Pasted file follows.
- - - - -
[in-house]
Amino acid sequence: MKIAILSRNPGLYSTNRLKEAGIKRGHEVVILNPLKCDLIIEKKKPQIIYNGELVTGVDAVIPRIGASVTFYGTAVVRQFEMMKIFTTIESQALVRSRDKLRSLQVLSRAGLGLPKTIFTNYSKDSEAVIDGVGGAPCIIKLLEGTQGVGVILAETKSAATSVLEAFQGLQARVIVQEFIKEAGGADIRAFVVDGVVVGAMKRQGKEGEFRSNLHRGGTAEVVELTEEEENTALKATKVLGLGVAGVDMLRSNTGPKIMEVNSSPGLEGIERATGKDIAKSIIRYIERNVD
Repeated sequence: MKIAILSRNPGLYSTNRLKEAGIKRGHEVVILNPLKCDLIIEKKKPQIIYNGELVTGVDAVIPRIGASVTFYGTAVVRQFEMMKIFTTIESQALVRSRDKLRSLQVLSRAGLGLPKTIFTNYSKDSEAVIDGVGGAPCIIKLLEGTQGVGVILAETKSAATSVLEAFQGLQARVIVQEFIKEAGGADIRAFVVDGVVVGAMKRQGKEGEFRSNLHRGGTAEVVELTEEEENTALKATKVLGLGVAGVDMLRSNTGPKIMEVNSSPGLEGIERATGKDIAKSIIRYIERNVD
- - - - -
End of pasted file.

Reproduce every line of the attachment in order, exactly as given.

[in-house]
Amino acid sequence: MKIAILSRNPGLYSTNRLKEAGIKRGHEVVILNPLKCDLIIEKKKPQIIYNGELVTGVDAVIPRIGASVTFYGTAVVRQFEMMKIFTTIESQALVRSRDKLRSLQVLSRAGLGLPKTIFTNYSKDSEAVIDGVGGAPCIIKLLEGTQGVGVILAETKSAATSVLEAFQGLQARVIVQEFIKEAGGADIRAFVVDGVVVGAMKRQGKEGEFRSNLHRGGTAEVVELTEEEENTALKATKVLGLGVAGVDMLRSNTGPKIMEVNSSPGLEGIERATGKDIAKSIIRYIERNVD
Repeated sequence: MKIAILSRNPGLYSTNRLKEAGIKRGHEVVILNPLKCDLIIEKKKPQIIYNGELVTGVDAVIPRIGASVTFYGTAVVRQFEMMKIFTTIESQALVRSRDKLRSLQVLSRAGLGLPKTIFTNYSKDSEAVIDGVGGAPCIIKLLEGTQGVGVILAETKSAATSVLEAFQGLQARVIVQEFIKEAGGADIRAFVVDGVVVGAMKRQGKEGEFRSNLHRGGTAEVVELTEEEENTALKATKVLGLGVAGVDMLRSNTGPKIMEVNSSPGLEGIERATGKDIAKSIIRYIERNVD